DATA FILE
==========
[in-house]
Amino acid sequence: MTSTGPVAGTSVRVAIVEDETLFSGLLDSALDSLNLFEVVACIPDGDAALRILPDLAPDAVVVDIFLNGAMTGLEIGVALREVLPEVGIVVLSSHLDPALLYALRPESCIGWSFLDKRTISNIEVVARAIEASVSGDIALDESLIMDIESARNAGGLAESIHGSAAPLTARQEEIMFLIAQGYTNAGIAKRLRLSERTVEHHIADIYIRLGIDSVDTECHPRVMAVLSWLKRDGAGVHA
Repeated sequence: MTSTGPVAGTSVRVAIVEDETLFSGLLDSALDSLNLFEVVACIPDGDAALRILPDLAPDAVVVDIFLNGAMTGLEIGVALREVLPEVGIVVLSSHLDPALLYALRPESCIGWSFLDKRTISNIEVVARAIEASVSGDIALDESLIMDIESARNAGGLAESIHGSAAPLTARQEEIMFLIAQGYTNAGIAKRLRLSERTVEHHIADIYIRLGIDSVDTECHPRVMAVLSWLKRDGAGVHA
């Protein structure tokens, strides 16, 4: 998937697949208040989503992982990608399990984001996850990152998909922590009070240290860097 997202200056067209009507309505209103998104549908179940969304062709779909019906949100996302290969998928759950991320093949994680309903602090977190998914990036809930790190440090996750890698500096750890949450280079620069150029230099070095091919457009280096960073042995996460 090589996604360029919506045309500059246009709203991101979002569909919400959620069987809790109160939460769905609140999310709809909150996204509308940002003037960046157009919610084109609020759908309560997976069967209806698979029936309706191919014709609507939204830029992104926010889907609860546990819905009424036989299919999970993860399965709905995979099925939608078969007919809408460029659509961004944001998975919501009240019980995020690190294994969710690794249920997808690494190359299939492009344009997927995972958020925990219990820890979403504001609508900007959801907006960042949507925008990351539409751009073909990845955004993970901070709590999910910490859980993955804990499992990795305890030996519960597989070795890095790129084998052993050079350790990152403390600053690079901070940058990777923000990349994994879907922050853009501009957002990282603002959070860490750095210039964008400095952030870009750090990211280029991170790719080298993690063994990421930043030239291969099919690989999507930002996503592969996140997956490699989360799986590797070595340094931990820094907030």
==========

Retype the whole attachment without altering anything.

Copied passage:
[in-house]
Amino acid sequence: MTSTGPVAGTSVRVAIVEDETLFSGLLDSALDSLNLFEVVACIPDGDAALRILPDLAPDAVVVDIFLNGAMTGLEIGVALREVLPEVGIVVLSSHLDPALLYALRPESCIGWSFLDKRTISNIEVVARAIEASVSGDIALDESLIMDIESARNAGGLAESIHGSAAPLTARQEEIMFLIAQGYTNAGIAKRLRLSERTVEHHIADIYIRLGIDSVDTECHPRVMAVLSWLKRDGAGVHA
Repeated sequence: MTSTGPVAGTSVRVAIVEDETLFSGLLDSALDSLNLFEVVACIPDGDAALRILPDLAPDAVVVDIFLNGAMTGLEIGVALREVLPEVGIVVLSSHLDPALLYALRPESCIGWSFLDKRTISNIEVVARAIEASVSGDIALDESLIMDIESARNAGGLAESIHGSAAPLTARQEEIMFLIAQGYTNAGIAKRLRLSERTVEHHIADIYIRLGIDSVDTECHPRVMAVLSWLKRDGAGVHA
């Protein structure tokens, strides 16, 4: 998937697949208040989503992982990608399990984001996850990152998909922590009070240290860097 997202200056067209009507309505209103998104549908179940969304062709779909019906949100996302290969998928759950991320093949994680309903602090977190998914990036809930790190440090996750890698500096750890949450280079620069150029230099070095091919457009280096960073042995996460 090589996604360029919506045309500059246009709203991101979002569909919400959620069987809790109160939460769905609140999310709809909150996204509308940002003037960046157009919610084109609020759908309560997976069967209806698979029936309706191919014709609507939204830029992104926010889907609860546990819905009424036989299919999970993860399965709905995979099925939608078969007919809408460029659509961004944001998975919501009240019980995020690190294994969710690794249920997808690494190359299939492009344009997927995972958020925990219990820890979403504001609508900007959801907006960042949507925008990351539409751009073909990845955004993970901070709590999910910490859980993955804990499992990795305890030996519960597989070795890095790129084998052993050079350790990152403390600053690079901070940058990777923000990349994994879907922050853009501009957002990282603002959070860490750095210039964008400095952030870009750090990211280029991170790719080298993690063994990421930043030239291969099919690989999507930002996503592969996140997956490699989360799986590797070595340094931990820094907030």